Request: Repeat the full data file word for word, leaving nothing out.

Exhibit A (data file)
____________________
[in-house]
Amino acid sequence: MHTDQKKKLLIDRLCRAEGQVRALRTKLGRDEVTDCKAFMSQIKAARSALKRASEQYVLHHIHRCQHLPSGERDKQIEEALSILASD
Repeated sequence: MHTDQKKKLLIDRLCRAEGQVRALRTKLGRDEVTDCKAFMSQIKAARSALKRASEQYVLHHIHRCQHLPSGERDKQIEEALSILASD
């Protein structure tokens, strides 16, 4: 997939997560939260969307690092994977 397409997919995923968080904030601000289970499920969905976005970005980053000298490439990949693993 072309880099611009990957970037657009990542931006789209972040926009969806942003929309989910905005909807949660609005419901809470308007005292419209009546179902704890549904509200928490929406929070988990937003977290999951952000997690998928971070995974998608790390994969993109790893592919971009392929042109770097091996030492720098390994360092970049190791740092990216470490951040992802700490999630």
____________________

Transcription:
[in-house]
Amino acid sequence: MHTDQKKKLLIDRLCRAEGQVRALRTKLGRDEVTDCKAFMSQIKAARSALKRASEQYVLHHIHRCQHLPSGERDKQIEEALSILASD
Repeated sequence: MHTDQKKKLLIDRLCRAEGQVRALRTKLGRDEVTDCKAFMSQIKAARSALKRASEQYVLHHIHRCQHLPSGERDKQIEEALSILASD
């Protein structure tokens, strides 16, 4: 997939997560939260969307690092994977 397409997919995923968080904030601000289970499920969905976005970005980053000298490439990949693993 072309880099611009990957970037657009990542931006789209972040926009969806942003929309989910905005909807949660609005419901809470308007005292419209009546179902704890549904509200928490929406929070988990937003977290999951952000997690998928971070995974998608790390994969993109790893592919971009392929042109770097091996030492720098390994360092970049190791740092990216470490951040992802700490999630």